En EspaŅol
Share

Ask Mr. Smarty Plants

Mr. Smarty Plants - Transplanting Eve's Necklace from Round Mountain TX

Ask Mr. Smarty Plants is a free service provided by the staff and volunteers at the Lady Bird Johnson Wildflower Center.

Search Smarty Plants
    
 
See a list of all Smarty Plants questions
Can't find the answer in our existing FAQs, submit a question to Mr. Smarty Plants.

Need help with plant identification, visit the plant identification page.
 
rate this answer
1 rating

Tuesday - April 16, 2013

From: Round Mountain, TX
Region: Southwest
Topic: Propagation, Transplants, Trees
Title: Transplanting Eve's Necklace from Round Mountain TX
Answered by: Barbara Medford

QUESTION:

We have dozens of small Eve's necklace plants coming up in our large yard. I would like to share them with my friends who aren't so lucky. Many years ago, I tried to transplant one, and it didn't take. It seems as if they are all connected underground and perhaps depend on each other. Any suggestions on how and when to try it again?

ANSWER:

According to our webpage on Styphnolobium affine (Eve's necklace) should be propagated from seed.

"Propagation

Description: Sow scarified seed after the soil has warmed.
Seed Collection: Collect seeds when the pod begins to dry and the seeds turn red. Separate seeds from pod and store in bags or containers in a cool dry place. Soaking the hard pods in warm water will soften them and make seed removal easier.
Seed Treatment: Seeds must be filed or mechanically scarified with a knife.
Commercially Avail: yes"

Possibly the failure of your attempts at transplanting could be due to the wrong soil or failure to provide good drainage for the new plant. Note also these condition comments from the webpage:

"Conditions Comments: Eves necklace is so named because this tree blooms clustered pink flowers that mature into black, bead-like strings of seeds. The planting site must be well-drained or it will get chlorotic. It grows from seed to 6 ft. in 3 years. This plant is most attractive when grown alone, as it becomes spindly in competition from larger plants. The flowers and seeds ar poisonous."

We could find no further information on whether this plant had joined roots as some thicket-forming plants do. However, note that it is recommended that it be grown alone.

We suggest you read our Step-by-Step Guide on How to Plant a Tree. We would add transplanting a woody plant should be done in colder weather, November through January, if possible. Also, because this plant must have good drainage, add some decomposed granite or sand to the native soil and mix it in. Further addition of compost to the soil will not only assist in drainage but also make the nutrients in the soil more accessible to the new little rootlets.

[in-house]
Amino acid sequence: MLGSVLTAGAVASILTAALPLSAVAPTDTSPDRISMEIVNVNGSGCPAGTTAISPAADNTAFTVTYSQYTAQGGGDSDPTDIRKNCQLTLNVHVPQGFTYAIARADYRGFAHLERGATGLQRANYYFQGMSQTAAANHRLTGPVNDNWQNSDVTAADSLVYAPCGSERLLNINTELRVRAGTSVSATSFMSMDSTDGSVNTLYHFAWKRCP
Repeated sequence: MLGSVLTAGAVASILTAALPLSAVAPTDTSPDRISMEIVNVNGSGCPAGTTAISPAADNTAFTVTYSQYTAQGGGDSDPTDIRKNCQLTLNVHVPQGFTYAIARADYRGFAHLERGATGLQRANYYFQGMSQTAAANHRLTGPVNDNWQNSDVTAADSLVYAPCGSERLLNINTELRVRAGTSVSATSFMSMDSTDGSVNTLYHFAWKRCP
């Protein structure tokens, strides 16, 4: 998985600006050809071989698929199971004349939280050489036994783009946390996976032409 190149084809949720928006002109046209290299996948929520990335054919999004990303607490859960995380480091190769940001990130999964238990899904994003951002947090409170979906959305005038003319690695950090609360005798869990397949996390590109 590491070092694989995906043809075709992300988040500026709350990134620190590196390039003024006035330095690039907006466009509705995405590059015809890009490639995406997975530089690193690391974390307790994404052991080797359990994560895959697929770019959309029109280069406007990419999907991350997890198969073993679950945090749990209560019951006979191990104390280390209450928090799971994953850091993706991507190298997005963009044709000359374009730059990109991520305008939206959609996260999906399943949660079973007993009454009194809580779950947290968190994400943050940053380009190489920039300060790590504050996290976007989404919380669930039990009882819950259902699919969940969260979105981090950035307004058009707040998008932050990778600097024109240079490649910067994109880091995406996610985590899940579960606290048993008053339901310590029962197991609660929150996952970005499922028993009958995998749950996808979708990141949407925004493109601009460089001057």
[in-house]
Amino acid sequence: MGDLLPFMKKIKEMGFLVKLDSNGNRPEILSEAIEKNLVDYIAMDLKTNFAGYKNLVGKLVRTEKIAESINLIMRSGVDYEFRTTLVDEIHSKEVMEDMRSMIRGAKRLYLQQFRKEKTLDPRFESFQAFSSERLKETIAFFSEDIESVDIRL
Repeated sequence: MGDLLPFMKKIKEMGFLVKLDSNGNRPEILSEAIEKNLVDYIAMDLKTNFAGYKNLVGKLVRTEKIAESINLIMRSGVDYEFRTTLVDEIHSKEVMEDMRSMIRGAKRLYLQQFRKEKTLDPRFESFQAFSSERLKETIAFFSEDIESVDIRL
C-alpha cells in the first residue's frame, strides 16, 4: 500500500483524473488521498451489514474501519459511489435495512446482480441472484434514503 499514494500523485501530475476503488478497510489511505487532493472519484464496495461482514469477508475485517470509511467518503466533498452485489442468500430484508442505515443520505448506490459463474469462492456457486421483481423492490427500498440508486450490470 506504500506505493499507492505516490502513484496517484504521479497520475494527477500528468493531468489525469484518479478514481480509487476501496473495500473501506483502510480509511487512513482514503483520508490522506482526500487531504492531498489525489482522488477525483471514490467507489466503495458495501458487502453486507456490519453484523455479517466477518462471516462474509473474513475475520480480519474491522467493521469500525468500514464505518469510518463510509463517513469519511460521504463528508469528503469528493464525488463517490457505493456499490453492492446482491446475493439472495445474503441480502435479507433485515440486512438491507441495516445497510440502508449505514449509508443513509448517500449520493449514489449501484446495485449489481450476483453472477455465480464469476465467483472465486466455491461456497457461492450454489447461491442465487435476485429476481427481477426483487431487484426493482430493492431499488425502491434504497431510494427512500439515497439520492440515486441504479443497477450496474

From the Image Gallery


Eve's necklace
Styphnolobium affine

Eve's necklace
Styphnolobium affine

Eve's necklace
Styphnolobium affine

More Propagation Questions

germinating Gulf coast penstemon and purple coneflower
June 03, 2011 - I'm interested in propagating gulf coast penstemon (penstemon tenuis) from seed. Do I have to mascerate the 'berries' to remove the pulp from the seed, and do I have to stratify the seed to get th...
view the full question and answer

Transplanting sumacs in Ontario
August 23, 2010 - I live in Aylmer Quebec. I have 10 baby sumac in my back yard and want to transplant them at my cottage in southern Ontario on Lake Simcoe. When can I do this and how?
view the full question and answer

Propagating Silky Sophora by seed from Elmendorf TX
July 24, 2013 - I have some seed for the Sophora nutalliana. What is the best way to germinate this seed?
view the full question and answer

Overwintering Newly Rooted Hydrangea
September 05, 2013 - I am in the process of rooting a hydrangea shoot in a pot, should I bring this inside to winter? I thought burying the whole clay pot to winter outside, is this feasible? I'm in zone 6b. What would b...
view the full question and answer

Landscape services in Austin
February 21, 2011 - I just bought a property in Austin with a terrific outdoor space. However, I came to find that the previous owner added jasmine and many other invasive species. I'd like to rid the entire space of th...
view the full question and answer

Smarty Plants's Facebook profile Support the Wildflower Center by Donating Online or Becoming a Member today.

Mr. Smarty Plants wants you to be his Facebook friend. Click the Facebook icon to add yourself to Mr. Smarty Plants list of friends.
E-NEWSLETTER | BECOME A MEMBER | DONATE NOW | MEDIA | SITEMAP
© 2014 Lady Bird Johnson Wildflower Center